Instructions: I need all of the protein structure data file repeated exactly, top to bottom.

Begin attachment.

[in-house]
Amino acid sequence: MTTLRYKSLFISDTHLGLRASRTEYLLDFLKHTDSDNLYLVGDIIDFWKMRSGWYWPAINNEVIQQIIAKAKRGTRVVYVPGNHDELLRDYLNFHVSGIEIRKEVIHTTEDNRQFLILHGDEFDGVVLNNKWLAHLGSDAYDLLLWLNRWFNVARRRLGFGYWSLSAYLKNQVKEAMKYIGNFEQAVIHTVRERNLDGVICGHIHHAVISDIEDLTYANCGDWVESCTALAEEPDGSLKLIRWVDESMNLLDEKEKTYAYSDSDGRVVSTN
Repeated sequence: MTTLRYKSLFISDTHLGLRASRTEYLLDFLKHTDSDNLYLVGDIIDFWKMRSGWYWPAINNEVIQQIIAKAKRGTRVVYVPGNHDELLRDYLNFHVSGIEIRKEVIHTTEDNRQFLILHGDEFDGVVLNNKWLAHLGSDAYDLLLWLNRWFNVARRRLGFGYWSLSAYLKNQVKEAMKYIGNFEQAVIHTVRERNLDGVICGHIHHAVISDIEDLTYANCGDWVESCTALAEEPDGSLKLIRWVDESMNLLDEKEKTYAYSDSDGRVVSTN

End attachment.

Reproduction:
[in-house]
Amino acid sequence: MTTLRYKSLFISDTHLGLRASRTEYLLDFLKHTDSDNLYLVGDIIDFWKMRSGWYWPAINNEVIQQIIAKAKRGTRVVYVPGNHDELLRDYLNFHVSGIEIRKEVIHTTEDNRQFLILHGDEFDGVVLNNKWLAHLGSDAYDLLLWLNRWFNVARRRLGFGYWSLSAYLKNQVKEAMKYIGNFEQAVIHTVRERNLDGVICGHIHHAVISDIEDLTYANCGDWVESCTALAEEPDGSLKLIRWVDESMNLLDEKEKTYAYSDSDGRVVSTN
Repeated sequence: MTTLRYKSLFISDTHLGLRASRTEYLLDFLKHTDSDNLYLVGDIIDFWKMRSGWYWPAINNEVIQQIIAKAKRGTRVVYVPGNHDELLRDYLNFHVSGIEIRKEVIHTTEDNRQFLILHGDEFDGVVLNNKWLAHLGSDAYDLLLWLNRWFNVARRRLGFGYWSLSAYLKNQVKEAMKYIGNFEQAVIHTVRERNLDGVICGHIHHAVISDIEDLTYANCGDWVESCTALAEEPDGSLKLIRWVDESMNLLDEKEKTYAYSDSDGRVVSTN